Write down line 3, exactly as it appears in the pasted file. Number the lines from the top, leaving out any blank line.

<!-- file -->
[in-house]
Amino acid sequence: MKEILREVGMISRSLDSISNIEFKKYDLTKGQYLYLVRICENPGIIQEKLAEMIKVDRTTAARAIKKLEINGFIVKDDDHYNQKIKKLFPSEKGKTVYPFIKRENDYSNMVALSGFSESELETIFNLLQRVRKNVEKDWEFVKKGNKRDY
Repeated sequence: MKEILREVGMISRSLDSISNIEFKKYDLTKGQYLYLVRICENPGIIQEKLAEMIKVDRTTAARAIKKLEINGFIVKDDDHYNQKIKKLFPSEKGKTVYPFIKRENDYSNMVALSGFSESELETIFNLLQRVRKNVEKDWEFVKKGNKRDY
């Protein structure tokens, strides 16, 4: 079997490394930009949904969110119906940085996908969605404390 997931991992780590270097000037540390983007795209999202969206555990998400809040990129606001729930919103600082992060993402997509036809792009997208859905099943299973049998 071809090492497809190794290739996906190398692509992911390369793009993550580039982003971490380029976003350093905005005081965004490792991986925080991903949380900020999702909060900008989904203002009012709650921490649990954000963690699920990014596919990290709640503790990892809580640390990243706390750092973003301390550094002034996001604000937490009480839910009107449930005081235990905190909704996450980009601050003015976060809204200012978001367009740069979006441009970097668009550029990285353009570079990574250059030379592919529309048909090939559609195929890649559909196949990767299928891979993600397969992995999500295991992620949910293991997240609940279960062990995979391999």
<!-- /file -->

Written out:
Repeated sequence: MKEILREVGMISRSLDSISNIEFKKYDLTKGQYLYLVRICENPGIIQEKLAEMIKVDRTTAARAIKKLEINGFIVKDDDHYNQKIKKLFPSEKGKTVYPFIKRENDYSNMVALSGFSESELETIFNLLQRVRKNVEKDWEFVKKGNKRDY